- Gitea - lightweight git
- Piwigo - photo library managment
- Traggo - time tracking
- BabyBuddy - baby tracking journal, feedings, weight, notes and more
And there's a lot more, here's a list that has a lot of stuff that you can host on your own server: https://github.com/awesome-selfhosted/awesome-selfhosted
Why would you like to host it on your server and not just use some "Cloud" service? It's free and private. Some things are just not available from other providers. Some, like plex, offer benefits like higher quality (because it's local network) and lower latency.
What is Proxmox?
Proxmox is an operating system based on Debian Linux that is designed to be run as bare-metal hypervisor to run Virtual Machines (VMs) and LXC containers (CTs).
Why do I want to run my HomeServer on Proxmox or virtualize anything?
There are, of course, other options like ESXi or even just Windows with Hyper-V or VirtualBox. Proxmox is just a fully free and open source OS (you can pay for enterprise support, but it's not required) that uses QEMU KVM for VMs which is also FOSS and fast, especially compared to VirtualBox.
As for why you'd like to virtualize everything... TLDR - Because separating services from each other protects you from one service or one mistake bringing down everything, because you can schedule full VM or CT backups and because you can manage host resourse usage like CPU and RAM to make sure that, for example, one single VM won't use 100% CPU or RAM and thus stall other services.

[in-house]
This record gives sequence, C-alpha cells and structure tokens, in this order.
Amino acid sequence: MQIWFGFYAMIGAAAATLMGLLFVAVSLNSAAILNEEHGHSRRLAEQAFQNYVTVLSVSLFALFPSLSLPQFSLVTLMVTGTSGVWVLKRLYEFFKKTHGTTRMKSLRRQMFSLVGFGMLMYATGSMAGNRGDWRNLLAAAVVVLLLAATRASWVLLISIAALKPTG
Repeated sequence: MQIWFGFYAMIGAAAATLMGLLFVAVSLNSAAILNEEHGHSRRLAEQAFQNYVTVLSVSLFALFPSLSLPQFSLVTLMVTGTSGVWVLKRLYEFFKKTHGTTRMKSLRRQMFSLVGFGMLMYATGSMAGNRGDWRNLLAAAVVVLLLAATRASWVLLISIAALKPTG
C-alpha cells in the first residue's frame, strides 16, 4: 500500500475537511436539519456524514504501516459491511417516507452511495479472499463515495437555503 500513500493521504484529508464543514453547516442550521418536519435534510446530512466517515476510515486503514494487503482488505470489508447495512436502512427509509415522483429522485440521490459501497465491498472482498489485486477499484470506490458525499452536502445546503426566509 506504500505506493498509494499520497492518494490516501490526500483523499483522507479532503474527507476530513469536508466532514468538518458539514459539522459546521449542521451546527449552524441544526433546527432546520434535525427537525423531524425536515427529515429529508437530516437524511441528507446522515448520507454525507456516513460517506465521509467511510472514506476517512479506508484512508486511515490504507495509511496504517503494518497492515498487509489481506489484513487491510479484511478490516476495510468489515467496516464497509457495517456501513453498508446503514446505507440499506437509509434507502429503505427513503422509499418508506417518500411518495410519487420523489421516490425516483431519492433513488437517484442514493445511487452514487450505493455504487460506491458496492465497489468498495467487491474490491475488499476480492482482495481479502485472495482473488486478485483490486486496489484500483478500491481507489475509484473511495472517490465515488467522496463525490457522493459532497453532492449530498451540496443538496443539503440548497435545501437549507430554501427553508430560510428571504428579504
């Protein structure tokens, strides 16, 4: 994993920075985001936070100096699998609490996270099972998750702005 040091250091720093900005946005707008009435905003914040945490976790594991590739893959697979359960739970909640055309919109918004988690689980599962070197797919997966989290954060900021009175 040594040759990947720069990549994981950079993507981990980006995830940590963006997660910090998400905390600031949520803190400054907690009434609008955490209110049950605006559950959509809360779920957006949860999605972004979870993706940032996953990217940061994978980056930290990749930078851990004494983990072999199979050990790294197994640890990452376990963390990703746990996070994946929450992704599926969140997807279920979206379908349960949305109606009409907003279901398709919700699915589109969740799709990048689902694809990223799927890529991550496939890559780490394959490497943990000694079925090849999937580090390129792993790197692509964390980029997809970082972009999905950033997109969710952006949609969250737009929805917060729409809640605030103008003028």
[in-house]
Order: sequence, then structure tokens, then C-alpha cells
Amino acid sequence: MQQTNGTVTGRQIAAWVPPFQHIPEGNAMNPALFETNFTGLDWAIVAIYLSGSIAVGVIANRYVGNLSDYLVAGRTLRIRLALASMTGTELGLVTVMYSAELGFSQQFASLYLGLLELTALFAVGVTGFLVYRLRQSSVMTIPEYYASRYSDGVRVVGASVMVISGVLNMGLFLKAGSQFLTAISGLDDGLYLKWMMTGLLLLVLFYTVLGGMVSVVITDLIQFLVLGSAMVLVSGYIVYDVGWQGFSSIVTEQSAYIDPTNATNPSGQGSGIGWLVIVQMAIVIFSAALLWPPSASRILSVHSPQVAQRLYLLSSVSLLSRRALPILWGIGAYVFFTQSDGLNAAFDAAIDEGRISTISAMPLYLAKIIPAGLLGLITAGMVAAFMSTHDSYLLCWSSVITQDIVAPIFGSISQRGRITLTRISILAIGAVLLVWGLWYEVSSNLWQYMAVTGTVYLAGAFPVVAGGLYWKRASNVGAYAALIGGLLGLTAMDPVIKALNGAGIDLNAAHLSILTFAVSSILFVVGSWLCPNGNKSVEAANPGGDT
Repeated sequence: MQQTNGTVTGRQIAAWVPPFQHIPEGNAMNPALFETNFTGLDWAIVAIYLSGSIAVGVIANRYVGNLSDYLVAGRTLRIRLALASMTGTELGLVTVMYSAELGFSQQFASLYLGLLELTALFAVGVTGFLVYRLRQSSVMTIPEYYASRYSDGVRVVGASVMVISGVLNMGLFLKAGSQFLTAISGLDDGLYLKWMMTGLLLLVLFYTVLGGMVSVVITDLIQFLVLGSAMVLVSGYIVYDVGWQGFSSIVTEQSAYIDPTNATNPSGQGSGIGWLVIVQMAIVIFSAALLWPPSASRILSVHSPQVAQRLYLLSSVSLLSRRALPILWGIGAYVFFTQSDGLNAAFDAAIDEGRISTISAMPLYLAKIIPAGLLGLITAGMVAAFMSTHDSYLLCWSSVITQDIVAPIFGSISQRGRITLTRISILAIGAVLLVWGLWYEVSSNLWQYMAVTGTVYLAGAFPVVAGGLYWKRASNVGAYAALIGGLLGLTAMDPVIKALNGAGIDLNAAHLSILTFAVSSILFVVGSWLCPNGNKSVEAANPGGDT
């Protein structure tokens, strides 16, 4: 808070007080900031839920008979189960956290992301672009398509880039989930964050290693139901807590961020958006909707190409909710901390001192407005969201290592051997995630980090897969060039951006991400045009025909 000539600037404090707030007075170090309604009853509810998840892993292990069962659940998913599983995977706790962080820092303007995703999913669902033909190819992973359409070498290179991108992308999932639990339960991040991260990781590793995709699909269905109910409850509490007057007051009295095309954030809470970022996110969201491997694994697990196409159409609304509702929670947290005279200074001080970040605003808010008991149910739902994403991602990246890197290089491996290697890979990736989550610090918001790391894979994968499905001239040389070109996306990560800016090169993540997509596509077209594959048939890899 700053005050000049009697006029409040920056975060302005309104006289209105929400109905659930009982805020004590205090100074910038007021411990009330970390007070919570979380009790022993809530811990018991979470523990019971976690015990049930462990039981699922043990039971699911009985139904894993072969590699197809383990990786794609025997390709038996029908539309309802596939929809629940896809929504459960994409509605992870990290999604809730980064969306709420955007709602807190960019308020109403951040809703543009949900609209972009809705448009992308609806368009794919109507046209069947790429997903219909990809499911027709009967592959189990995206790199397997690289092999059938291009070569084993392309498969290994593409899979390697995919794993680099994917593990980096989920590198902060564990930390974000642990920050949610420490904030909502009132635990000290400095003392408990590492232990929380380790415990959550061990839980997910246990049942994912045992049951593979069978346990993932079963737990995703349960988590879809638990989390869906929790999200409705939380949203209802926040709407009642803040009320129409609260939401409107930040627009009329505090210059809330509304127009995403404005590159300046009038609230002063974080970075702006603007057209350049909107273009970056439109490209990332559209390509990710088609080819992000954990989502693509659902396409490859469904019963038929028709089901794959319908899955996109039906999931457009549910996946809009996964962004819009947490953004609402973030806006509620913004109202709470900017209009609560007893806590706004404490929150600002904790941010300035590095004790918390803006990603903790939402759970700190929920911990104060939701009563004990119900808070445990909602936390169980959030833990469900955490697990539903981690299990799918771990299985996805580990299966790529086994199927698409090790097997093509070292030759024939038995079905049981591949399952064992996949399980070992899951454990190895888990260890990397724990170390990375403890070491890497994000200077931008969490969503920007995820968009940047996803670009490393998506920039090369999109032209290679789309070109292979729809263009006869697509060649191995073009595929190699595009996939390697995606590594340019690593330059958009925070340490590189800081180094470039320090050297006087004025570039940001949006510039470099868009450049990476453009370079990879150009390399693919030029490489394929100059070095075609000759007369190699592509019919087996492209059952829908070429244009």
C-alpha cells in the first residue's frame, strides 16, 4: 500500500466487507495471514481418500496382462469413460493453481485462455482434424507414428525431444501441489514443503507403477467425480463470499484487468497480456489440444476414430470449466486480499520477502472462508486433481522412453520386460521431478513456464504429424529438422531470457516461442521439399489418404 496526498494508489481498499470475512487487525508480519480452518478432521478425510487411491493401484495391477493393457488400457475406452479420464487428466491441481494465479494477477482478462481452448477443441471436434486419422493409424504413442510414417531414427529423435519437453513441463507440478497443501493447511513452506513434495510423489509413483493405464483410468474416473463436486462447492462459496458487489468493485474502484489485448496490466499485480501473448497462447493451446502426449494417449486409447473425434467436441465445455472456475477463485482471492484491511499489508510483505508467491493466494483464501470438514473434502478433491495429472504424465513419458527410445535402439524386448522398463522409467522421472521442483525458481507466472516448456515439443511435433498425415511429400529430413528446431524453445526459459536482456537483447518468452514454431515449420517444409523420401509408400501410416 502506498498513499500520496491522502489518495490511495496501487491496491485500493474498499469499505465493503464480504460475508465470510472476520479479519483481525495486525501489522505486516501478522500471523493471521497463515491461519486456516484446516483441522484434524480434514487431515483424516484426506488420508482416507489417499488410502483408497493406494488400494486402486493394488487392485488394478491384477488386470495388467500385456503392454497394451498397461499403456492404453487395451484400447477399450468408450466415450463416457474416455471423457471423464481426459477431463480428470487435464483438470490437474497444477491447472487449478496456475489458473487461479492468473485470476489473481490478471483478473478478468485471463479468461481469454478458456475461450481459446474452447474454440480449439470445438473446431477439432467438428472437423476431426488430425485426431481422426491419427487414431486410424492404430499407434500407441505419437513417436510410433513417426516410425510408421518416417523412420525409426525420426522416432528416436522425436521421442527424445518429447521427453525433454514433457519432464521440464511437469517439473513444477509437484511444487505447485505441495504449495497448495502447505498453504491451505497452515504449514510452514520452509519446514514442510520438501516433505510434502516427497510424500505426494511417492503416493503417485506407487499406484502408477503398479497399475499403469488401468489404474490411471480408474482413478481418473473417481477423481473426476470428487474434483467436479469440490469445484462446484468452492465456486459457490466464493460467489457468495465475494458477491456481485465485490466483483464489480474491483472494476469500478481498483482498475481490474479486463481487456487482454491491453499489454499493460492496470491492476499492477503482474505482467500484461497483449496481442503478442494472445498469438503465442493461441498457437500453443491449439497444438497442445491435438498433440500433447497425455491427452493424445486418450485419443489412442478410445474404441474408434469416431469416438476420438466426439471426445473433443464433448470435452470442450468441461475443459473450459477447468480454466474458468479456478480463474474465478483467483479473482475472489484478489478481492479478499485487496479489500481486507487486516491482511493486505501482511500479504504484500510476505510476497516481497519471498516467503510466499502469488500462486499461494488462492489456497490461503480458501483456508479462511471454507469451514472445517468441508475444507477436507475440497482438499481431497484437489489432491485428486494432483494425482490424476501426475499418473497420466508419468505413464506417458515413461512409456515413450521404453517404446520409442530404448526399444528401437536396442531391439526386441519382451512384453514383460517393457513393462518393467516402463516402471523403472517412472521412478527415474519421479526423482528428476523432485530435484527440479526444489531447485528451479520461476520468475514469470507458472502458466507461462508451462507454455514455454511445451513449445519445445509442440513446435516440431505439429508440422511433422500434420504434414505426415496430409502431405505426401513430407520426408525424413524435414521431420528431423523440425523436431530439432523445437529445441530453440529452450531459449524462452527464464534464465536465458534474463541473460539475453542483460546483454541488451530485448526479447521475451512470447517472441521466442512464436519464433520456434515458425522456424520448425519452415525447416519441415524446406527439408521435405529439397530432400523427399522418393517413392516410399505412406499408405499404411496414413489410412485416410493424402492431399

I always compare running your server on general purpose OS like Windows or Ubuntu to a house of cards. I did it. I once ran my server on Ubuntu. Adding more and more services to it, some in docker, some just installed on OS. The more I added the more I realized how much time it would take me to re-create everything in case it went down. And there's no way I would remember all those install and setup guides even if I documented every step I made. And what if hardware malfunctions? Boot drive fails? The more I thought about it the more anxious I felt.
And then one day it happened. Something went wrong during routine update, either I made a misprint in command or there was just a bug, I don't know. apt-get started to remove packages from the system, and I thought they were just some obsolete and unused ones. But it just went on and on, I soon realized that something is wrong, it was basically removing the whole system. I stopped it, but damage was already done.